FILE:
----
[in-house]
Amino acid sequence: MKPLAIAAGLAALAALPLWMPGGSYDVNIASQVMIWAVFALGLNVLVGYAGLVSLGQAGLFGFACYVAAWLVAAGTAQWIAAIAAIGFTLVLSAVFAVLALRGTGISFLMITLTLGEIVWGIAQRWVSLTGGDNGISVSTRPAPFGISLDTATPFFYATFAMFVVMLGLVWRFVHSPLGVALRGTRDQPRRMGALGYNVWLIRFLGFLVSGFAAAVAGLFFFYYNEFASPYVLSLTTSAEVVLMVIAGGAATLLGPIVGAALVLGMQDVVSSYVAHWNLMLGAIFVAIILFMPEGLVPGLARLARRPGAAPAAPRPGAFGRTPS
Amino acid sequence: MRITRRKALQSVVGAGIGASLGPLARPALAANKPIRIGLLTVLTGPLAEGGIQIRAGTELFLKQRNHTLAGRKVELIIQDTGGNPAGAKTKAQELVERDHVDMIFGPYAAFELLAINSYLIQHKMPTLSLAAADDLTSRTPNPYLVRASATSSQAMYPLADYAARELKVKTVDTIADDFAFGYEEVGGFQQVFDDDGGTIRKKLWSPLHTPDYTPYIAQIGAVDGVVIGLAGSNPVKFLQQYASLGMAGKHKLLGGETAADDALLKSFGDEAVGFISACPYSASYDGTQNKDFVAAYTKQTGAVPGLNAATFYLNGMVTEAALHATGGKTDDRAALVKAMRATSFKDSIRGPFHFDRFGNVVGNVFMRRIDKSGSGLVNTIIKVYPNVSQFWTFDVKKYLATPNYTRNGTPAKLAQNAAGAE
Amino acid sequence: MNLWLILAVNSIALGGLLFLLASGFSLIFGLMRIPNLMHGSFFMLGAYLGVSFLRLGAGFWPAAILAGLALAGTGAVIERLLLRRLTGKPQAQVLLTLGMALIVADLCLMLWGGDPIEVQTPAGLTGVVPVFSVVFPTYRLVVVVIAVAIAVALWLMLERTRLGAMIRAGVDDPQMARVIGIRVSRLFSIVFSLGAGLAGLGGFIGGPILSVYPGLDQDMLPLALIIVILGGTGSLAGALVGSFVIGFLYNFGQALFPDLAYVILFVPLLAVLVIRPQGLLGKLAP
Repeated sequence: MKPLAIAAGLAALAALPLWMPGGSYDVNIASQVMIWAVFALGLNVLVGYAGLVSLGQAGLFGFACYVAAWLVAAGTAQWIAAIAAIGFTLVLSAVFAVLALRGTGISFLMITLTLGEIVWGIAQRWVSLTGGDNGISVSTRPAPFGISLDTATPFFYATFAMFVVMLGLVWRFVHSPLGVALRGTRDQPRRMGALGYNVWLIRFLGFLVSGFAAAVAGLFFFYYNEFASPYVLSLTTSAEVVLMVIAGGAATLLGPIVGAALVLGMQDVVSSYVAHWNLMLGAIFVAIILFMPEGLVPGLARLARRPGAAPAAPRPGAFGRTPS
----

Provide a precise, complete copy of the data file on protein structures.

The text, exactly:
[in-house]
Amino acid sequence: MKPLAIAAGLAALAALPLWMPGGSYDVNIASQVMIWAVFALGLNVLVGYAGLVSLGQAGLFGFACYVAAWLVAAGTAQWIAAIAAIGFTLVLSAVFAVLALRGTGISFLMITLTLGEIVWGIAQRWVSLTGGDNGISVSTRPAPFGISLDTATPFFYATFAMFVVMLGLVWRFVHSPLGVALRGTRDQPRRMGALGYNVWLIRFLGFLVSGFAAAVAGLFFFYYNEFASPYVLSLTTSAEVVLMVIAGGAATLLGPIVGAALVLGMQDVVSSYVAHWNLMLGAIFVAIILFMPEGLVPGLARLARRPGAAPAAPRPGAFGRTPS
Amino acid sequence: MRITRRKALQSVVGAGIGASLGPLARPALAANKPIRIGLLTVLTGPLAEGGIQIRAGTELFLKQRNHTLAGRKVELIIQDTGGNPAGAKTKAQELVERDHVDMIFGPYAAFELLAINSYLIQHKMPTLSLAAADDLTSRTPNPYLVRASATSSQAMYPLADYAARELKVKTVDTIADDFAFGYEEVGGFQQVFDDDGGTIRKKLWSPLHTPDYTPYIAQIGAVDGVVIGLAGSNPVKFLQQYASLGMAGKHKLLGGETAADDALLKSFGDEAVGFISACPYSASYDGTQNKDFVAAYTKQTGAVPGLNAATFYLNGMVTEAALHATGGKTDDRAALVKAMRATSFKDSIRGPFHFDRFGNVVGNVFMRRIDKSGSGLVNTIIKVYPNVSQFWTFDVKKYLATPNYTRNGTPAKLAQNAAGAE
Amino acid sequence: MNLWLILAVNSIALGGLLFLLASGFSLIFGLMRIPNLMHGSFFMLGAYLGVSFLRLGAGFWPAAILAGLALAGTGAVIERLLLRRLTGKPQAQVLLTLGMALIVADLCLMLWGGDPIEVQTPAGLTGVVPVFSVVFPTYRLVVVVIAVAIAVALWLMLERTRLGAMIRAGVDDPQMARVIGIRVSRLFSIVFSLGAGLAGLGGFIGGPILSVYPGLDQDMLPLALIIVILGGTGSLAGALVGSFVIGFLYNFGQALFPDLAYVILFVPLLAVLVIRPQGLLGKLAP
Repeated sequence: MKPLAIAAGLAALAALPLWMPGGSYDVNIASQVMIWAVFALGLNVLVGYAGLVSLGQAGLFGFACYVAAWLVAAGTAQWIAAIAAIGFTLVLSAVFAVLALRGTGISFLMITLTLGEIVWGIAQRWVSLTGGDNGISVSTRPAPFGISLDTATPFFYATFAMFVVMLGLVWRFVHSPLGVALRGTRDQPRRMGALGYNVWLIRFLGFLVSGFAAAVAGLFFFYYNEFASPYVLSLTTSAEVVLMVIAGGAATLLGPIVGAALVLGMQDVVSSYVAHWNLMLGAIFVAIILFMPEGLVPGLARLARRPGAAPAAPRPGAFGRTPS